Jump to main content
Jump to site search

Issue 14, 2019
Previous Article Next Article

Effects of in vivo conditions on amyloid aggregation

Author affiliations


One of the grand challenges of biophysical chemistry is to understand the principles that govern protein misfolding and aggregation, which is a highly complex process that is sensitive to initial conditions, operates on a huge range of length- and timescales, and has products that range from protein dimers to macroscopic amyloid fibrils. Aberrant aggregation is associated with more than 25 diseases, which include Alzheimer's, Parkinson's, Huntington's, and type II diabetes. Amyloid aggregation has been extensively studied in the test tube, therefore under conditions that are far from physiological relevance. Hence, there is dire need to extend these investigations to in vivo conditions where amyloid formation is affected by a myriad of biochemical interactions. As a hallmark of neurodegenerative diseases, these interactions need to be understood in detail to develop novel therapeutic interventions, as millions of people globally suffer from neurodegenerative disorders and type II diabetes. The aim of this review is to document the progress in the research on amyloid formation from a physicochemical perspective with a special focus on the physiological factors influencing the aggregation of the amyloid-β peptide, the islet amyloid polypeptide, α-synuclein, and the hungingtin protein.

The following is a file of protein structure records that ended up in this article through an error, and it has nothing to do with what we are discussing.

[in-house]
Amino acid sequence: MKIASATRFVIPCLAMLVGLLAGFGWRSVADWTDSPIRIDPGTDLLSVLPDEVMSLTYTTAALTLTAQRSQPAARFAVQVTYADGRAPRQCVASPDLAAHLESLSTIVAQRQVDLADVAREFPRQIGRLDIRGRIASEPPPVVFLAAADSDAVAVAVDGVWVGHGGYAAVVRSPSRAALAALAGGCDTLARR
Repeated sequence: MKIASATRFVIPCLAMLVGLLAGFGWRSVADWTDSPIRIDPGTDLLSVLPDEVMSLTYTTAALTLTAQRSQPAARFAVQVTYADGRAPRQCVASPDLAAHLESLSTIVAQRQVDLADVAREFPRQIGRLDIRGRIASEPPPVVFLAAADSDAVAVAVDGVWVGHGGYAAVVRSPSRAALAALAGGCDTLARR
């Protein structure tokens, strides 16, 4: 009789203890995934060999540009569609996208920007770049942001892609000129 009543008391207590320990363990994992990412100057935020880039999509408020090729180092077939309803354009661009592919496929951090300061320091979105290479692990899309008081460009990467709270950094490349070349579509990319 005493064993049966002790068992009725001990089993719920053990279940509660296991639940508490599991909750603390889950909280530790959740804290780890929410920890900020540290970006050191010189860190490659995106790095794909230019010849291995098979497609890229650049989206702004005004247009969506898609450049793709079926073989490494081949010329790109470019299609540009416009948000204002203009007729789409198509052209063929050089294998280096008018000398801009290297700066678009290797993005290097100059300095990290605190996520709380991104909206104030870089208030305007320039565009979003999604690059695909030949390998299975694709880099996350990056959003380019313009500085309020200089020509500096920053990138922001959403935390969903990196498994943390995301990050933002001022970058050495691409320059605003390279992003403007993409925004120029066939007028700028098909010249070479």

Graphical abstract: Effects of in vivo conditions on amyloid aggregation

Back to tab navigation

Article information

01 Jan 2019
First published
13 Jun 2019

Chem. Soc. Rev., 2019,48, 3946-3996
Article type
Review Article

Effects of in vivo conditions on amyloid aggregation

M. C. Owen, D. Gnutt, M. Gao, S. K. T. S. Wärmländer, J. Jarvet, A. Gräslund, R. Winter, S. Ebbinghaus and B. Strodel, Chem. Soc. Rev., 2019, 48, 3946
DOI: 10.1039/C8CS00034D

Social activity

Search articles by author